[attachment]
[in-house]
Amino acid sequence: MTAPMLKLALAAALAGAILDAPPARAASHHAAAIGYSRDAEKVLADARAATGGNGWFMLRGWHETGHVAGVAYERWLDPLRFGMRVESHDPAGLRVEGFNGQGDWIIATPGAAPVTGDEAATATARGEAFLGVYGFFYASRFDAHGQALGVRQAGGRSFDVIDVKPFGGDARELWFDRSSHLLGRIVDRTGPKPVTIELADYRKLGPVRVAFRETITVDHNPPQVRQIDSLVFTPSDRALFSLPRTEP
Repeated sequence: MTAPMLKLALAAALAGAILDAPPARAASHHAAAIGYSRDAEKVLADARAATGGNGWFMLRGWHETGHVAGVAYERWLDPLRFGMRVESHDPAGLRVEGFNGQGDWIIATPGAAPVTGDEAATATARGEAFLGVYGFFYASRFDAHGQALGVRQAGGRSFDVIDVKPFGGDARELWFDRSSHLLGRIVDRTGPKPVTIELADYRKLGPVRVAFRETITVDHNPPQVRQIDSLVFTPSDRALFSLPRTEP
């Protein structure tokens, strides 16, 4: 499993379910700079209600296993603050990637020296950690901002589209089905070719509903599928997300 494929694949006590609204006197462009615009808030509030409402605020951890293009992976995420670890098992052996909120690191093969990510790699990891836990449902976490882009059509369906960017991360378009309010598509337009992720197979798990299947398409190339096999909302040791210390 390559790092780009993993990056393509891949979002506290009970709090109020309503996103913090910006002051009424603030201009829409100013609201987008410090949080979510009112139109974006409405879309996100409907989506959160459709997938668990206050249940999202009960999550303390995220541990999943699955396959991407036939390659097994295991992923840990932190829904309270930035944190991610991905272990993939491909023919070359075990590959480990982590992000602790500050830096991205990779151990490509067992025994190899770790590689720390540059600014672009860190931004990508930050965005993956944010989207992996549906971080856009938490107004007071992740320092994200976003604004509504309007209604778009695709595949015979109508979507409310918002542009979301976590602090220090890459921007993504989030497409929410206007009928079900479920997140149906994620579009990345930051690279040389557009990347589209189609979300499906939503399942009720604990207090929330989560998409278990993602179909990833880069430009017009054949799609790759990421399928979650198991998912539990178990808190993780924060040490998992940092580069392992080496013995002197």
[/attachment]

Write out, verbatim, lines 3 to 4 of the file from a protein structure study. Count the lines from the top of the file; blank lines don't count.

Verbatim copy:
Repeated sequence: MTAPMLKLALAAALAGAILDAPPARAASHHAAAIGYSRDAEKVLADARAATGGNGWFMLRGWHETGHVAGVAYERWLDPLRFGMRVESHDPAGLRVEGFNGQGDWIIATPGAAPVTGDEAATATARGEAFLGVYGFFYASRFDAHGQALGVRQAGGRSFDVIDVKPFGGDARELWFDRSSHLLGRIVDRTGPKPVTIELADYRKLGPVRVAFRETITVDHNPPQVRQIDSLVFTPSDRALFSLPRTEP
């Protein structure tokens, strides 16, 4: 499993379910700079209600296993603050990637020296950690901002589209089905070719509903599928997300 494929694949006590609204006197462009615009808030509030409402605020951890293009992976995420670890098992052996909120690191093969990510790699990891836990449902976490882009059509369906960017991360378009309010598509337009992720197979798990299947398409190339096999909302040791210390 390559790092780009993993990056393509891949979002506290009970709090109020309503996103913090910006002051009424603030201009829409100013609201987008410090949080979510009112139109974006409405879309996100409907989506959160459709997938668990206050249940999202009960999550303390995220541990999943699955396959991407036939390659097994295991992923840990932190829904309270930035944190991610991905272990993939491909023919070359075990590959480990982590992000602790500050830096991205990779151990490509067992025994190899770790590689720390540059600014672009860190931004990508930050965005993956944010989207992996549906971080856009938490107004007071992740320092994200976003604004509504309007209604778009695709595949015979109508979507409310918002542009979301976590602090220090890459921007993504989030497409929410206007009928079900479920997140149906994620579009990345930051690279040389557009990347589209189609979300499906939503399942009720604990207090929330989560998409278990993602179909990833880069430009017009054949799609790759990421399928979650198991998912539990178990808190993780924060040490998992940092580069392992080496013995002197």